21. K. Paavonen, N. Ekman, M. Wirzenius, I. Rajantie, M. Poutanen, and K. Alitalo, “Bmx tyrosine kinase transgene induces skin hyperplasia, inflammatory angiogenesis, and accelerated wound healing,” Molecular Biology of the Cell, vol. 15, no. 9, pp. 4226–4233, 2004. View at Publisher · View at Google Scholar · View at Scopus
  22. A. Helmy, K. L. H. Carpenter, J. N. Skepper, P. J. Kirkpatrick, J. D. Pickard, and P. J. Hutchinson, “Microdialysis of cytokines: methodological considerations, scanning electron microscopy, and determination of relative recovery,” Journal of Neurotrauma, vol. 26, no. 4, pp. 549–561, 2009. View at Publisher · View at Google Scholar · View at Scopus
  23. C. D. Palmer, B. E. Mutch, S. Workman, J. P. McDaid, N. J. Horwood, and B. M. J. Foxwell, “Bmx tyrosine kinase regulates TLR4-induced IL-6 production in human macrophages independently of p38 MAPK and NFκB activity,” Blood, vol. 111, no. 4, pp. 1781–1788, 2008. View at Publisher · View at Google Scholar · View at Scopus
  24. B. Dai, O. Kim, Y. Xie et al., “Tyrosine kinase Etk/BMX is up-regulated in human prostate cancer and its overexpression induces prostate intraepithelial neoplasia in mouse,” Cancer Research, vol. 66, no. 16, pp. 8058–8064, 2006. View at Publisher · View at Google Scholar · View at Scopus
  25. J. C. Wu, K. Y. Chen, Y. W. Yu et al., “Location and level of Etk expression in neurons are associated with varied severity of traumatic brain injury,” PloS ONE, vol. 7, no. 6, Article ID e39226, 2012. View at Google Scholar
  26. A. T. Beck, N. Epstein, G. Brown, and R. A. Steer, “An inventory for measuring clinical anxiety: psychometric properties,” Journal of Consulting and Clinical Psychology, vol. 56, no. 6, pp. 893–897, 1988. View at Publisher · View at Google Scholar · View at Scopus
  27. R. Wood and C. Doughty, “Alexithymia and avoidance coping following traumatic brain injury,” The Journal of Head Trauma Rehabilitation, vol. 28, no. 2, pp. 98–105, 2013. View at Publisher · View at Google Scholar · View at Scopus
  28. R. L. L. Wood and C. Williams, “Inability to empathize following traumatic brain injury,” Journal of the International Neuropsychological Society, vol. 14, no. 2, pp. 289–296, 2008. View at Publisher · View at Google Scholar · View at Scopus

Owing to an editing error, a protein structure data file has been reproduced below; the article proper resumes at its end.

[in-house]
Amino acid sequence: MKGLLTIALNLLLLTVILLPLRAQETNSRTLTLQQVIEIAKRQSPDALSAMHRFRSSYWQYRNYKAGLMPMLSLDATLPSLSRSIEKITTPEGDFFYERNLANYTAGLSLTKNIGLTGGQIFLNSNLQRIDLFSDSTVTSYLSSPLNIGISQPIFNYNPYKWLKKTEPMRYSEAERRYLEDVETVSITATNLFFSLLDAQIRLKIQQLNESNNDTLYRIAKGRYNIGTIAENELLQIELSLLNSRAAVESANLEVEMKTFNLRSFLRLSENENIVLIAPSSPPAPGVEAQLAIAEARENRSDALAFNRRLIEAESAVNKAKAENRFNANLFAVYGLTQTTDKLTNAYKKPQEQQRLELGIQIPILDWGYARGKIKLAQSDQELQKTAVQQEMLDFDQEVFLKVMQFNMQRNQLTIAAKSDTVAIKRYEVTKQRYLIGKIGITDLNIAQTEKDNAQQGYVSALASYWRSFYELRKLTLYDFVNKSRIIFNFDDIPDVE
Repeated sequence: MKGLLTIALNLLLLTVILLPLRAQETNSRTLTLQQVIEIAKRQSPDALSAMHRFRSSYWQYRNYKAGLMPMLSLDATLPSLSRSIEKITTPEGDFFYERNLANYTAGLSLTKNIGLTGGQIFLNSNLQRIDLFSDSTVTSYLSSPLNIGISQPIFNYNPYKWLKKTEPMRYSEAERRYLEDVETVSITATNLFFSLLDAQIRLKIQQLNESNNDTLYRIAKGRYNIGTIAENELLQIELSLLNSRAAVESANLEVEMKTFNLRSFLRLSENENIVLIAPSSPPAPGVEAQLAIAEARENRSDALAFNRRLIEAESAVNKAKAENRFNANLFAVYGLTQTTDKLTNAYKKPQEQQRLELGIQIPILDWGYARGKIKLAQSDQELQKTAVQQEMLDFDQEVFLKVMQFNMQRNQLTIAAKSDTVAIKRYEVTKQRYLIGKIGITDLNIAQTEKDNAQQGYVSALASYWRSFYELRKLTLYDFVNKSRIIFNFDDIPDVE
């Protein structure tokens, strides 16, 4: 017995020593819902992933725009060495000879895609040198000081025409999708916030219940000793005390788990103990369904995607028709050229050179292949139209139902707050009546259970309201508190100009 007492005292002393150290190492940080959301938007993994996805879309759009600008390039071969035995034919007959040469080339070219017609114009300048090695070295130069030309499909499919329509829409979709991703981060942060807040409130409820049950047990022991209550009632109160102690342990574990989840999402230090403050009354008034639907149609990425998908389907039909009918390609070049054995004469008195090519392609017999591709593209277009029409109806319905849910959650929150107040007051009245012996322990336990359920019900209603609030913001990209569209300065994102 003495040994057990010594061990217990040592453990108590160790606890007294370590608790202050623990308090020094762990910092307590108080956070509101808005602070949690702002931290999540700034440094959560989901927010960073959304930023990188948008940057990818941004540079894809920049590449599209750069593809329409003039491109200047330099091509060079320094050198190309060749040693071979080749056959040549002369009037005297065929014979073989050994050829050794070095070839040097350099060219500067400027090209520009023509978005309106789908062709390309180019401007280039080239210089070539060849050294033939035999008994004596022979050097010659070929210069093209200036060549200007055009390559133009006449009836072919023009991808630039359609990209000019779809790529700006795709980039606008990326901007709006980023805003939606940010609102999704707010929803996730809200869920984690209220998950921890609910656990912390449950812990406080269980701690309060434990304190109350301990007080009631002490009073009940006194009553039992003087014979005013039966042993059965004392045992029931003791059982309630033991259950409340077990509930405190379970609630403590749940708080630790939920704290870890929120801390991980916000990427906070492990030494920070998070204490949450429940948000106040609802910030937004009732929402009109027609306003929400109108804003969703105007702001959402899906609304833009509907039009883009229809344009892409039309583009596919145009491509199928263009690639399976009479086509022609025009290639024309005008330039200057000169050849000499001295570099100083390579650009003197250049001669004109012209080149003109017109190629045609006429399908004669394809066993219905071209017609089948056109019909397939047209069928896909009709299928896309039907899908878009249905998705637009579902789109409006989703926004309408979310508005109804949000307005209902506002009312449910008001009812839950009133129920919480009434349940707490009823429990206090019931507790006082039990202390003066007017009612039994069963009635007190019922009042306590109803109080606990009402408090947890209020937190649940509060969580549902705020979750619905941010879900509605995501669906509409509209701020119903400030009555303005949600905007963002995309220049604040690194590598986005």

29. R. A. Bryant, M. Moulds, R. Guthrie, and R. D. V. Nixon, “Treating acute stress disorder following mild traumatic brain injury,” The American Journal of Psychiatry, vol. 160, no. 3, pp. 585–587, 2003. View at Publisher · View at Google Scholar · View at Scopus
  30. A. T. Beck, C. H. Ward, M. Mendelson et al., “An inventory for measuring depression,” Archives of General Psychiatry, vol. 4, pp. 561–571, 1961. View at Google Scholar · View at Scopus
  31. G. P. Jacobson and C. W. Newman, “The development of the Dizziness Handicap Inventory,” Archives of Otolaryngology—Head and Neck Surgery, vol. 116, no. 4, pp. 424–427, 1990. View at Google Scholar · View at Scopus
  32. P. Spinos, G. Sakellaropoulos, M. Georgiopoulos et al., “Postconcussion syndrome after mild traumatic brain injury in Western Greece,” Journal of Trauma—Injury, Infection and Critical Care, vol. 69, no. 4, pp. 789–793, 2010. View at Publisher · View at Google Scholar · View at Scopus
  33. T. W. McAllister and D. Arciniegas, “Evaluation and treatment of postconcussive symptoms,” NeuroRehabilitation, vol. 17, no. 4, pp. 265–283, 2002. View at Google Scholar · View at Scopus
  34. O. Savola and M. Hillbom, “Early predictors of post-concussion symptoms in patients with mild head injury,” European Journal of Neurology, vol. 10, no. 2, pp. 175–181, 2003. View at Publisher · View at Google Scholar · View at Scopus
  35. C.-C. Yang, M.-S. Hua, Y.-K. Tu, and S.-J. Huang, “Early clinical characteristics of patients with persistent post-concussion symptoms: a prospective study,” Brain Injury, vol. 23, no. 4, pp. 299–306, 2009. View at Publisher · View at Google Scholar · View at Scopus
  36. L. Chamelian and A. Feinstein, “Outcome after mild to moderate traumatic brain injury: the role of dizziness,” Archives of Physical Medicine and Rehabilitation, vol. 85, no. 10, pp. 1662–1666, 2004. View at Publisher · View at Google Scholar · View at Scopus
  37. P. C. Dischinger, G. E. Ryb, J. A. Kufera, and K. M. Auman, “Early predictors of postconcussive syndrome in a population of trauma patients with mild traumatic brain injury,” Journal of Trauma—Injury, Infection and Critical Care, vol. 66, no. 2, pp. 289–296, 2009. View at Publisher · View at Google Scholar · View at Scopus